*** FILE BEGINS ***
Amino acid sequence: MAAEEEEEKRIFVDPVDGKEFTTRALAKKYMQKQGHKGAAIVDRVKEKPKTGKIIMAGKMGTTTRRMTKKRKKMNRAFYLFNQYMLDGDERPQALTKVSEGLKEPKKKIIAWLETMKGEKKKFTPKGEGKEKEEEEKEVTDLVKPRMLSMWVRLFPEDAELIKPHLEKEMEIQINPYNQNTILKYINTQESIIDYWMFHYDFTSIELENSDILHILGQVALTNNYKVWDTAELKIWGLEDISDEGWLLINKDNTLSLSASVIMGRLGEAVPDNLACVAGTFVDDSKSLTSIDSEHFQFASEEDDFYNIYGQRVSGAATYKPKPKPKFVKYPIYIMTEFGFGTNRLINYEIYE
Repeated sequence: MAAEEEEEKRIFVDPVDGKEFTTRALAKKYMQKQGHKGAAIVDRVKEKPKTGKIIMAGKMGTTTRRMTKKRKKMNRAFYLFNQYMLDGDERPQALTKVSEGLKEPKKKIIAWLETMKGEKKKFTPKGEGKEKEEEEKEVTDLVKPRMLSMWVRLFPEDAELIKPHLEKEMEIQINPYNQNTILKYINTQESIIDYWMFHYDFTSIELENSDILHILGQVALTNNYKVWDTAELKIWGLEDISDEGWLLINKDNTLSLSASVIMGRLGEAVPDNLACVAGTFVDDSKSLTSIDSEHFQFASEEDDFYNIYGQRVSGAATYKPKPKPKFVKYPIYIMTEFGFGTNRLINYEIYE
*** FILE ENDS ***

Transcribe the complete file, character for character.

Amino acid sequence: MAAEEEEEKRIFVDPVDGKEFTTRALAKKYMQKQGHKGAAIVDRVKEKPKTGKIIMAGKMGTTTRRMTKKRKKMNRAFYLFNQYMLDGDERPQALTKVSEGLKEPKKKIIAWLETMKGEKKKFTPKGEGKEKEEEEKEVTDLVKPRMLSMWVRLFPEDAELIKPHLEKEMEIQINPYNQNTILKYINTQESIIDYWMFHYDFTSIELENSDILHILGQVALTNNYKVWDTAELKIWGLEDISDEGWLLINKDNTLSLSASVIMGRLGEAVPDNLACVAGTFVDDSKSLTSIDSEHFQFASEEDDFYNIYGQRVSGAATYKPKPKPKFVKYPIYIMTEFGFGTNRLINYEIYE
Repeated sequence: MAAEEEEEKRIFVDPVDGKEFTTRALAKKYMQKQGHKGAAIVDRVKEKPKTGKIIMAGKMGTTTRRMTKKRKKMNRAFYLFNQYMLDGDERPQALTKVSEGLKEPKKKIIAWLETMKGEKKKFTPKGEGKEKEEEEKEVTDLVKPRMLSMWVRLFPEDAELIKPHLEKEMEIQINPYNQNTILKYINTQESIIDYWMFHYDFTSIELENSDILHILGQVALTNNYKVWDTAELKIWGLEDISDEGWLLINKDNTLSLSASVIMGRLGEAVPDNLACVAGTFVDDSKSLTSIDSEHFQFASEEDDFYNIYGQRVSGAATYKPKPKPKFVKYPIYIMTEFGFGTNRLINYEIYE